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Date of Issue: June 22, 2006

Turtles keep coming, most new sand gone

alberto beach pic

The Island's sea turtle nest total has hit 38, ahead of last year, although it appears two-thirds of their newly renourished nesting ground has washed back out to sea.

Of the total, nine nests were relocated away from the attack of Tropical Storm Alberto, said Suzi Fox, state sea turtle preservation permit holder and head of the Anna Maria Island Turtle Watch.

And the storm washed 12 nests away, she said. In addition to the 38 successes so far are 36 false crawls, the zipper-like trail left by turtles that come ashore to nest and change their minds.

Some of the nine nests moved by Turtle Watch were literally snatched from the sea, already washed out and the eggs adrift in the Gulf for the helpers to try to catch and save.

"It's quite a challenge," Fox said. "You're up to your hips in water trying to scoop up those delicate eggs as fast as you can." The relocated nests joined six others moved earlier in the season to safer ground.

Many of the nests were laid before the storm, near the crest of a large berm, which normally would have been relocated to safer ground. But the state told Turtle Watch to leave them where they were so the effects of their unusual location could be studied. A dozen of them washed out in the storm, the victims of Mother Nature.

The nine relocated nests were moved straight back from where the mother turtle dug them into the sand, to preserve the hatchlings' sense of where to return to reproduce in their turn. That is unlike the policy of years ago, when nests were moved to a hatchery area. "It's not natural for all of them to be in one area," she said. "Also, it makes it easy for predators."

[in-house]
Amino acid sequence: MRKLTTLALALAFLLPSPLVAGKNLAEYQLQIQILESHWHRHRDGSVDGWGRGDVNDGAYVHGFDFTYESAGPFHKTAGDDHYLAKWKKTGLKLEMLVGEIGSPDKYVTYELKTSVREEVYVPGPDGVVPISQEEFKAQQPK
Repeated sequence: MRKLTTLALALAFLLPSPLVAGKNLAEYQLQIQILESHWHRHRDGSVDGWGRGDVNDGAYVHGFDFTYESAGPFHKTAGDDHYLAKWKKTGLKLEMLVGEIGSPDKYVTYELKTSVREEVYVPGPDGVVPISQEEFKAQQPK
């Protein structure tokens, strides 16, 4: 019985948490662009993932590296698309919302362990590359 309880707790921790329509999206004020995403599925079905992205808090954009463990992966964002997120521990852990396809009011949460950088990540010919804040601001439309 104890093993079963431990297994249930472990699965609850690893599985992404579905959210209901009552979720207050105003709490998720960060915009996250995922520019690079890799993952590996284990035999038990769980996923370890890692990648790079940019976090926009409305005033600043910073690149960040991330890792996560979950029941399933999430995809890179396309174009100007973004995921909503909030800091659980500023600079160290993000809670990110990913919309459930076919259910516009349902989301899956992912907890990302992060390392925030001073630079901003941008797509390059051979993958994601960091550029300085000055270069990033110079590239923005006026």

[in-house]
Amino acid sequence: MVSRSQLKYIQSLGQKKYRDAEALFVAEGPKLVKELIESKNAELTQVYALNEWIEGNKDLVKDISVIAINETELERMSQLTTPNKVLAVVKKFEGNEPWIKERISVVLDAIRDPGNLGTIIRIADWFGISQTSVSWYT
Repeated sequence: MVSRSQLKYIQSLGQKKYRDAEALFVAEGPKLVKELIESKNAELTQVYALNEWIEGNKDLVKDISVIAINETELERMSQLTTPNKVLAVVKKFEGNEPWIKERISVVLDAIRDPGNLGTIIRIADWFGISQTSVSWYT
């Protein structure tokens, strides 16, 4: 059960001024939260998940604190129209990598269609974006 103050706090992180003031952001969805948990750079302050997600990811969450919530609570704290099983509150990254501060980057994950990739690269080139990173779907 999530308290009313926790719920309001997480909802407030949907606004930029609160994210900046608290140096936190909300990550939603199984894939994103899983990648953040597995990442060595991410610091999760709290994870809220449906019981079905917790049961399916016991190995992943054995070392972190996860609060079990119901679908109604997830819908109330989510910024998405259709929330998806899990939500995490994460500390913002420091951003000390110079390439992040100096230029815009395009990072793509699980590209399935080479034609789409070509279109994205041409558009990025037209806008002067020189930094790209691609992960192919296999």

This year's policy also differs from last year, when nests moved away from the placement of sand renourishment activities were relocated along a 1-mile stretch of beach. "That attracted raccoons, too," Fox said.

Now the big berm is gone, removed by Alberto, and the big marine reptiles have an easier time of it.

One nest was made far up the beach on the bay side, Fox said, the first one that far up since 1990. "A man saw the big turtle moving in the dim light and watched her move aside for a cat," Fox said. "She just went on up the incline to do her business."

Fox continues her duties as monitor of the renourishment project, finished now for all practical purposes. She collects turtle data for the Florida Department of Environmental Protection and the Florida Fish and Wildlife Conservation Commission, which require that the monitoring go on for two years after renourishment is finished.

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